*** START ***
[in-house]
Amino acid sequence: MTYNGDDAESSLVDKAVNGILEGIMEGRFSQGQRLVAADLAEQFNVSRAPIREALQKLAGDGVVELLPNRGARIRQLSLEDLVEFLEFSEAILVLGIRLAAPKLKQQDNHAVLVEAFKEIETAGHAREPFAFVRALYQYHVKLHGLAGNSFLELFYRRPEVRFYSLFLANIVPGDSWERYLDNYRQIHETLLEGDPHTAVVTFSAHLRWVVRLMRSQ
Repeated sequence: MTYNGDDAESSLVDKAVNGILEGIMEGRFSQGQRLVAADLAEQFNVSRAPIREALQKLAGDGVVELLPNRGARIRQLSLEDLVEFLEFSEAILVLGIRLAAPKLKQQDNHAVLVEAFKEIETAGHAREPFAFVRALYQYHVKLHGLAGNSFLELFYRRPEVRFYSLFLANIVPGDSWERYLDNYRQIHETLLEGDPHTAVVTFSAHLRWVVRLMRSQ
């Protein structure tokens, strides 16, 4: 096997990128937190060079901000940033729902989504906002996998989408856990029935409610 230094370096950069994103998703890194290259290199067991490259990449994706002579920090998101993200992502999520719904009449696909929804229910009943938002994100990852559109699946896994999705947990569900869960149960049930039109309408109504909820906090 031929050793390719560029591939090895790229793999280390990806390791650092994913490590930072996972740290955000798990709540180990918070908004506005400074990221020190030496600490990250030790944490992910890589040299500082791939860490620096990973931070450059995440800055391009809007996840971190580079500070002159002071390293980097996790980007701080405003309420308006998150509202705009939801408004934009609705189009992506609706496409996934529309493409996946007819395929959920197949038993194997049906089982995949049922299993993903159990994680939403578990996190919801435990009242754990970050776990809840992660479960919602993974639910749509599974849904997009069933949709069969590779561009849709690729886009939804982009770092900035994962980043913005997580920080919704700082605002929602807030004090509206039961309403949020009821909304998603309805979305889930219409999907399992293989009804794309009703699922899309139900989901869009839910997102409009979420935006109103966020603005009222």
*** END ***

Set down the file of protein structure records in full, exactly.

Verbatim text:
[in-house]
Amino acid sequence: MTYNGDDAESSLVDKAVNGILEGIMEGRFSQGQRLVAADLAEQFNVSRAPIREALQKLAGDGVVELLPNRGARIRQLSLEDLVEFLEFSEAILVLGIRLAAPKLKQQDNHAVLVEAFKEIETAGHAREPFAFVRALYQYHVKLHGLAGNSFLELFYRRPEVRFYSLFLANIVPGDSWERYLDNYRQIHETLLEGDPHTAVVTFSAHLRWVVRLMRSQ
Repeated sequence: MTYNGDDAESSLVDKAVNGILEGIMEGRFSQGQRLVAADLAEQFNVSRAPIREALQKLAGDGVVELLPNRGARIRQLSLEDLVEFLEFSEAILVLGIRLAAPKLKQQDNHAVLVEAFKEIETAGHAREPFAFVRALYQYHVKLHGLAGNSFLELFYRRPEVRFYSLFLANIVPGDSWERYLDNYRQIHETLLEGDPHTAVVTFSAHLRWVVRLMRSQ
């Protein structure tokens, strides 16, 4: 096997990128937190060079901000940033729902989504906002996998989408856990029935409610 230094370096950069994103998703890194290259290199067991490259990449994706002579920090998101993200992502999520719904009449696909929804229910009943938002994100990852559109699946896994999705947990569900869960149960049930039109309408109504909820906090 031929050793390719560029591939090895790229793999280390990806390791650092994913490590930072996972740290955000798990709540180990918070908004506005400074990221020190030496600490990250030790944490992910890589040299500082791939860490620096990973931070450059995440800055391009809007996840971190580079500070002159002071390293980097996790980007701080405003309420308006998150509202705009939801408004934009609705189009992506609706496409996934529309493409996946007819395929959920197949038993194997049906089982995949049922299993993903159990994680939403578990996190919801435990009242754990970050776990809840992660479960919602993974639910749509599974849904997009069933949709069969590779561009849709690729886009939804982009770092900035994962980043913005997580920080919704700082605002929602807030004090509206039961309403949020009821909304998603309805979305889930219409999907399992293989009804794309009703699922899309139900989901869009839910997102409009979420935006109103966020603005009222």